11. Regarding the allegations of attempt by the accused to offer illegal gratification to the defacto complainant, it has to be noted whether the defacto complainant could have done some thing in the matter of renewing the lease agreement between the KSEB and the Asianet Communications Ltd. Admittedly, the defacto complainant was not the authority to grant such a renewal of license. Even according to the defacto complainant, he had made it clear to the accused that he was not competent to do anything in the matter and the decision in the matter had to be taken by the KSEB. In such case, the question as to whether there was anything to provoke a Senior Executive like the accused to offer illegal gratification to the defacto complainant, has also to be considered. In the light of that aspect, the offer allegedly made by the accused has to be examined.

12. When both the persons were hailing from the same place and they had previous acquaintance, it is quite normal that when the accused has visited the house of the defacto complainant, he might have offered some sweets. It has to be noted that the defacto complainant had never demanded sweets. In such case, even if sweets were offered voluntarily by the accused, it could not have been said that the same was an abetment to commit an offence under Section 7 or 11 of the P.C. Act. Even by parting with the sweets or any other illegal gratification, the accused could not have inured any benefit from the public servant.

13. Apart from all the above, the defacto complainant has no case that the accused made any attempt to escape from the spot. As things stand now, it is evident that the accused was willingly waiting for the Police for more than 2½ hours. Even according to the defacto complainant, he alone was present at his house. Had there been an intention on the part of the accused to bribe the defacto complainant, he could have escaped from the house of the defacto complainant, when no other persons were there for the rescue of the defacto complainant.

14. The learned Senior Counsel has invited the attention of this Court to the decision in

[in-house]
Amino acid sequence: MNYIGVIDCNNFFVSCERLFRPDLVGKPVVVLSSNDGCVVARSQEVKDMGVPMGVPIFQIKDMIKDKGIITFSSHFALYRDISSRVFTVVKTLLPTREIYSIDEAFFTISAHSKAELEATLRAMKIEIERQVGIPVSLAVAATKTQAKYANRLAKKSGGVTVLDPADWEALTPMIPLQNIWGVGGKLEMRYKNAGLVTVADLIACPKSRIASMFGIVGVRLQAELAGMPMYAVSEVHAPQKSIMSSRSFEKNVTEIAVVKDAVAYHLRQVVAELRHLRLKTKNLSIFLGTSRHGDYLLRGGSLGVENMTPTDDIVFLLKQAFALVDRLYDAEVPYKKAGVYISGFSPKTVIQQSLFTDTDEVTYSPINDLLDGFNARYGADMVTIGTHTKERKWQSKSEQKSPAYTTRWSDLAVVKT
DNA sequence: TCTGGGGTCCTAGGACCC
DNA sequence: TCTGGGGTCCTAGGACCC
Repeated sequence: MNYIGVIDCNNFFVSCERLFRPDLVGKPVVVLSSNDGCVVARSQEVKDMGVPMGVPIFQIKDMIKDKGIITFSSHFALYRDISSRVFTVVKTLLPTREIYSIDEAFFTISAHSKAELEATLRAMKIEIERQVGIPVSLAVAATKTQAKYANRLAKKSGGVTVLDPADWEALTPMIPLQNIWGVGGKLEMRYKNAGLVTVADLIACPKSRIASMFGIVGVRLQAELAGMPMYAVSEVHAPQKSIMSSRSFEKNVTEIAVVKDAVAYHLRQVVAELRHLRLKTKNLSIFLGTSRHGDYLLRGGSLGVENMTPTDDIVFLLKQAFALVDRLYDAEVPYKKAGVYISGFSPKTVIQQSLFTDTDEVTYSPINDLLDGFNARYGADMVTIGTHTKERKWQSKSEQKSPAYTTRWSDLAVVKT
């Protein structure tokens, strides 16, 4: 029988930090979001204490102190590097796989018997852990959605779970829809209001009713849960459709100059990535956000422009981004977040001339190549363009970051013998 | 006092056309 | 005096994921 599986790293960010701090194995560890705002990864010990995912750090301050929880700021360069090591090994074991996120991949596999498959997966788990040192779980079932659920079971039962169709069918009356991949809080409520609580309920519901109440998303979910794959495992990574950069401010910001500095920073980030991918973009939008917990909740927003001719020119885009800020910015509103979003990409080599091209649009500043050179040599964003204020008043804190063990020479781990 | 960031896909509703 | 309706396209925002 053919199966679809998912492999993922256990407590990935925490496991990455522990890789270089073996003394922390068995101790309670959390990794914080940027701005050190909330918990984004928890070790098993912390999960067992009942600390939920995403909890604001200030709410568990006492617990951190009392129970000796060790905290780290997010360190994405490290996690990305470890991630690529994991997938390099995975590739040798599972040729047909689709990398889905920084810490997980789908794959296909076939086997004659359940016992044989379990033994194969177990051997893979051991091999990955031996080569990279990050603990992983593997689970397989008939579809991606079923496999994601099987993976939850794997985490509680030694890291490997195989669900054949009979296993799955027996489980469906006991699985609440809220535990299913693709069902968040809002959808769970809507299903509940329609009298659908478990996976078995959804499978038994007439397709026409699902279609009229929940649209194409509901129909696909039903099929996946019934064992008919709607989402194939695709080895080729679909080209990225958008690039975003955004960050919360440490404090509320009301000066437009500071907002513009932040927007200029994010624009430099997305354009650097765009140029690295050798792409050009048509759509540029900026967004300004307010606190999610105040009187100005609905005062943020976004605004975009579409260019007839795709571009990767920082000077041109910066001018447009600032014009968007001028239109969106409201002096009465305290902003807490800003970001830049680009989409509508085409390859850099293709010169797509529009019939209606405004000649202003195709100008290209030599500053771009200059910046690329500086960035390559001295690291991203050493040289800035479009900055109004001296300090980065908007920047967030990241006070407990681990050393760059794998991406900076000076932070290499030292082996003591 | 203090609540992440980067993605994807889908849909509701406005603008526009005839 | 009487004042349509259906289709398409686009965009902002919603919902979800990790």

# Purushothaman v. State of Kerala, 1989 (1) KLT 521

wherein it was held:

“S.107 of the IPC which contains the definition of abetment has three clauses, and if an act of a person falls within the purview of any of them it would amount to abetment. The first and second clauses are not germane in this context and hence the third clause is reproduced here.

“A person abets the doing of a thing who intentionally aids, by any act or illegal omission, the doing of that thing”.

The scope of the word “aids” has been clarified in Explanation-2 which reads thus:

“Whoever, either prior to or at the time of commission of an act, does anything in order to facilitate the commission of that act, and thereby facilitates the commission thereof, is said to aid the doing of that act”. The said explanation does not say what would or would not amount to “intentionally aids”. It only explains what is meant by aiding simpliciter. This means that an act which merely amounts to aiding the commission of an offence is not abetment. The aiding must snow-ball into “intentionally aiding” the doing of a thing. When can you say that a person has intentionally aided the commission of an offence? The commission of the act must be the dominant intention of the person who aids it. Then only it can be said that he “intentionally” aided it. If there is community of interest between the aiding person and the one who commits the offence, there is possibility to draw the inference that the dominant intention was to aid the doing of that particular act. If the person only knows or has only the reason to believe that his act would facilitate the commission of offence, it cannot be said that his dominant intention was that.